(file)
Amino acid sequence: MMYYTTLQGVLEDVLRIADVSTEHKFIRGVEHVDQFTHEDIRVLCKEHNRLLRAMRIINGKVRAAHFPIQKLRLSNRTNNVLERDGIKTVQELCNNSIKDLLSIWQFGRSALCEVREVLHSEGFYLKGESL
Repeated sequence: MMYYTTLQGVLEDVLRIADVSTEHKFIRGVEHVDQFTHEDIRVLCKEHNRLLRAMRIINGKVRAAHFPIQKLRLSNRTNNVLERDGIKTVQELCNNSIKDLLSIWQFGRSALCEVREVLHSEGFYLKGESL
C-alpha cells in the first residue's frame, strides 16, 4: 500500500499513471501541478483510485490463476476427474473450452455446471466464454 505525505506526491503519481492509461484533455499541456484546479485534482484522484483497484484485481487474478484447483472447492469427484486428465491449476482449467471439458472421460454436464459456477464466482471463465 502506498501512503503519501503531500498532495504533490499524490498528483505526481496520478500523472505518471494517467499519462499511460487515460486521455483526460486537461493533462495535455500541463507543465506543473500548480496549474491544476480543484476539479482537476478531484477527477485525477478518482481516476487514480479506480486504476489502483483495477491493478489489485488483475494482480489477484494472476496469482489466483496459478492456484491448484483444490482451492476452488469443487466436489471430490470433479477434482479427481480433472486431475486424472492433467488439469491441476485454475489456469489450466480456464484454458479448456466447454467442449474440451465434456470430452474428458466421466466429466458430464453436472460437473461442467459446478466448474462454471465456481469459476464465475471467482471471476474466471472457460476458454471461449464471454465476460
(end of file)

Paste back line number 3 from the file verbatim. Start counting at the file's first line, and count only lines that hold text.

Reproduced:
C-alpha cells in the first residue's frame, strides 16, 4: 500500500499513471501541478483510485490463476476427474473450452455446471466464454 505525505506526491503519481492509461484533455499541456484546479485534482484522484483497484484485481487474478484447483472447492469427484486428465491449476482449467471439458472421460454436464459456477464466482471463465 502506498501512503503519501503531500498532495504533490499524490498528483505526481496520478500523472505518471494517467499519462499511460487515460486521455483526460486537461493533462495535455500541463507543465506543473500548480496549474491544476480543484476539479482537476478531484477527477485525477478518482481516476487514480479506480486504476489502483483495477491493478489489485488483475494482480489477484494472476496469482489466483496459478492456484491448484483444490482451492476452488469443487466436489471430490470433479477434482479427481480433472486431475486424472492433467488439469491441476485454475489456469489450466480456464484454458479448456466447454467442449474440451465434456470430452474428458466421466466429466458430464453436472460437473461442467459446478466448474462454471465456481469459476464465475471467482471471476474466471472457460476458454471461449464471454465476460